The embodiment of the carrier C2 depicted in FIG. 10 differs from those depicted in FIGS. 3 and 8 partially in that the means for retaining the bottoms of the bottles carried thereby comprises a series of spaced apart die-cut holes 321 which are formed in vertically extending panels 313 and 315 at the junctures of such panels with bottom panel 314, in combination with a series of cross-shaped upwardly extending spacers 329 which are formed in bottom panel 314 by molding or vacuum forming. This series of spacers extends longitudinally along bottom panel 314, and because of the cross-shaped nature of these spacers the series comprises one fewer in number than the number of holes 321 along a side. Each spacer 329 is centered, in the longitudinal direction, between a pair of the holes along such side. Because of the cross-shaped nature of the spacers 329, the bottoms of the containers in carrier C2 are engaged somewhat more positively than those in carrier C1 of FIG. 8. The use of die-cut holes 321 as opposed to the recesses 221 of the embodiment of carrier C1 also enhances the positiveness of the engagement of the heels of the bottles by the carriers, and it permits an inspection of the bottoms of the bottles, and the contents thereof in the case of bottles which are transparent, to ensure the clarity of the beverage bottled therein, without the need to disengage the carrier to permit such inspection.
Carrier C2 also differs from the previously described carriers in that it incorporates a series of spaced-apart die-cut holes 327 which are formed at the juncture of top panel 312 and side panel 313 and at the juncture of top panel 316 and side panel 315 respectively. Holes 327 are horizontally aligned in two rows of three holes each, with each hole being vertically aligned with an underlying bottom hole 321, and each such hole 327 engages the top of a bottle whose heel is engaged by the underlying hole 321. The use of holes 327 to engage the tops of the bottles permits an inspection of the closures at the tops of the bottles to ensure that the bottles are properly capped, without the need to disengage the carrier to permit such inspection.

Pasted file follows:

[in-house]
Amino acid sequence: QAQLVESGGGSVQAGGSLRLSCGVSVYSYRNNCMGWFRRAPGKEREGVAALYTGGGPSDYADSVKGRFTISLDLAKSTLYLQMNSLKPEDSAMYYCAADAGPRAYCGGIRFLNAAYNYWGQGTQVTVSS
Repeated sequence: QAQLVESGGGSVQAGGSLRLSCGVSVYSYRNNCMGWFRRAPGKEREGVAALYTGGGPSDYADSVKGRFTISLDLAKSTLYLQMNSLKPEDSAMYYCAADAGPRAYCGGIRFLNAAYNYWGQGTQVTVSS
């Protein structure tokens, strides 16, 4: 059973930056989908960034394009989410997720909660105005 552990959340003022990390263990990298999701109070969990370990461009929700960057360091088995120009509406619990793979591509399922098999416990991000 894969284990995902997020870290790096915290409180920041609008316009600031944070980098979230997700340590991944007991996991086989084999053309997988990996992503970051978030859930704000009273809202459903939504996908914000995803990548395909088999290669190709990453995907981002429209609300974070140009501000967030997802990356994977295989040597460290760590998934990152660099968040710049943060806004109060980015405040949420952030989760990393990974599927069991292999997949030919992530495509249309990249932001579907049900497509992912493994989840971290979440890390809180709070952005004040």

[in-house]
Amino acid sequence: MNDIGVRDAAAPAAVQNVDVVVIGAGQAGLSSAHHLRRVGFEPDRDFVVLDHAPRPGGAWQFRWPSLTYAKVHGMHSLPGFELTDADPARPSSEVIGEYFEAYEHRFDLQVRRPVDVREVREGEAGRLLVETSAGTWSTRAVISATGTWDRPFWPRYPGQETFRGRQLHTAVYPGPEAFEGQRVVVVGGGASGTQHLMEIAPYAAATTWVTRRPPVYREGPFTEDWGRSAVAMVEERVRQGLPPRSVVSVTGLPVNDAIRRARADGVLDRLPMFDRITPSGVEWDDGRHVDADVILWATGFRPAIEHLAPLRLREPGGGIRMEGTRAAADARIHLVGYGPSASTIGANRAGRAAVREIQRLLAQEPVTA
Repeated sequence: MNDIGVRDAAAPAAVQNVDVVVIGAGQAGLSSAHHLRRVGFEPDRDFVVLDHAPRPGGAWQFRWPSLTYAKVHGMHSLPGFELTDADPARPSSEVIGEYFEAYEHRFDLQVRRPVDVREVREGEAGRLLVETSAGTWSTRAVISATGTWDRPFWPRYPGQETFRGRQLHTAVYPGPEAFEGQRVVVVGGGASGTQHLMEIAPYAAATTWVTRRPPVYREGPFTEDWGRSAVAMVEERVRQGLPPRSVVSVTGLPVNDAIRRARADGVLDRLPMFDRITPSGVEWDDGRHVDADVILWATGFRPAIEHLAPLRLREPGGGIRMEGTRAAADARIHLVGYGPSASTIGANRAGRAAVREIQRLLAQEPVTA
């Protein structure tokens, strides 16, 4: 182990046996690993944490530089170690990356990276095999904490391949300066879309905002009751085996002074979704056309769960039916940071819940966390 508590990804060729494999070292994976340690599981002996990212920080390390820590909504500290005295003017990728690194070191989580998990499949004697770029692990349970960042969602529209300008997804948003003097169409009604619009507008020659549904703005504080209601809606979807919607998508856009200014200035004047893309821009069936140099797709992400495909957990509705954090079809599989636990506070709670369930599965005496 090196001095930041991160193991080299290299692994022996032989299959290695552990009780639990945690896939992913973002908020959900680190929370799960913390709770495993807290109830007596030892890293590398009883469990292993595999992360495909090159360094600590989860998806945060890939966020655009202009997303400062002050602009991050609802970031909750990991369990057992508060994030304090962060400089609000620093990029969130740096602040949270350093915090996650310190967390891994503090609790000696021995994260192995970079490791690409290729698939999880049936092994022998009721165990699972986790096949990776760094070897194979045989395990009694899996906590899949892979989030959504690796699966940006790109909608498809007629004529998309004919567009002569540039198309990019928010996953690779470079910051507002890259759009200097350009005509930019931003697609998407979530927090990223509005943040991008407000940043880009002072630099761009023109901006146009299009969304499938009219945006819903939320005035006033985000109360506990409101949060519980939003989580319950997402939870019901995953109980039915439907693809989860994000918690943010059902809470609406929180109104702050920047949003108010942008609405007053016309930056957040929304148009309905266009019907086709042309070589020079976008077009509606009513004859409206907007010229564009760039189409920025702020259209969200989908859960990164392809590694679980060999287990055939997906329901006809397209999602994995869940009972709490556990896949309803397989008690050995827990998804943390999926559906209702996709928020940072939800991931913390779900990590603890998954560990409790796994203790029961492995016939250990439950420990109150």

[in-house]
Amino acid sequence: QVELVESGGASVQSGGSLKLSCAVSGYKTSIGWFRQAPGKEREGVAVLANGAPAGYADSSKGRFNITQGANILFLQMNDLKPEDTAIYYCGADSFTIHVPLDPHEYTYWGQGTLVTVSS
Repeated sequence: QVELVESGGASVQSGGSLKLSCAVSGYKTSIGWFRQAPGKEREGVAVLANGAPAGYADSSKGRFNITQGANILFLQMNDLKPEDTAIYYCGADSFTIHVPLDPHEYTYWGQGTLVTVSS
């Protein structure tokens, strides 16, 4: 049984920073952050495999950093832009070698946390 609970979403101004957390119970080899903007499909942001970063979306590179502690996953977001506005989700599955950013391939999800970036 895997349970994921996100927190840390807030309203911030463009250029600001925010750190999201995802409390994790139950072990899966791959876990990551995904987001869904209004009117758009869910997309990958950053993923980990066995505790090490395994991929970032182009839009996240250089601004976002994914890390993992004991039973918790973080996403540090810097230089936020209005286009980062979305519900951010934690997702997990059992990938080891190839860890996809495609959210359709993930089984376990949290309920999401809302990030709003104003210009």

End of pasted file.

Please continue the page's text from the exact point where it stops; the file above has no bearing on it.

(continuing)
FIG. 12 depicts an embodiment of a carrier, indicated generally by reference character C3, which may be considered to comprise a bottom 414 with pockets 421 for receiving the bottoms of bottle B therein. One of the features of the carrier C3 is that its sides 413 and 415 extend straight upwardly to the tops thereof with a top structure comprised of a panel 412 which extends inwardly from side 413 and a panel 416 which is shown in an upright, unsecured position and which extends inwardly from panel 415 to overlie panel 412 after the downward folding thereof from the illustrated position. The tops of the bottles B in carrier C3 are restrained therein in a properly spaced apart relationship partially by providing panel 412 with a series of holes 427a each of which is aligned with an underlying pocket 421 and each of which fits over the finish of a bottle B contained in the underlying pocket. The restraining of bottles B in carrier C3 is further accomplished by providing panel 416 with a series of upwardly protruding and downwardly facing pockets 427b which are aligned with holes 427a when panel 416 is positioned in overlying relationship with panel 412. Each hole 427b snugly receives the capped finish portion of a bottle B, and the securing of panels 416 and 412 to one another may be accomplished by providing panel 416 with a tab 416a which extends from the edge thereof and which is adapted to be received in a slot 412a at the juncture of panel 412 and panel 413. This locking arrangement may be in place of or in addition to a locking feature obtained between the finger hole tabs 424 in panel 412 and the finger hole tabs 426 in panel 416, as described in reference to the carrier C of FIG. 3. One of the features of bottle receiving pockets 421 of carrier C3, relative to the pockets 21 of carrier C, is that the sides of pockets 421 are provided with a series of spaced apart indented portions 421a which can be sized to provide a slight interference fit with the bottom of the bottles B to be placed therein, as is shown quite clearly in FIG. 14. These indentations 421a will be wedged outwardly by the bottom of the bottles B when it is inserted therein, but will remain in secure, slightly constricting contact with the bottle to help to prevent its movement with respect to the pocket during the transportation or handling of the carrier.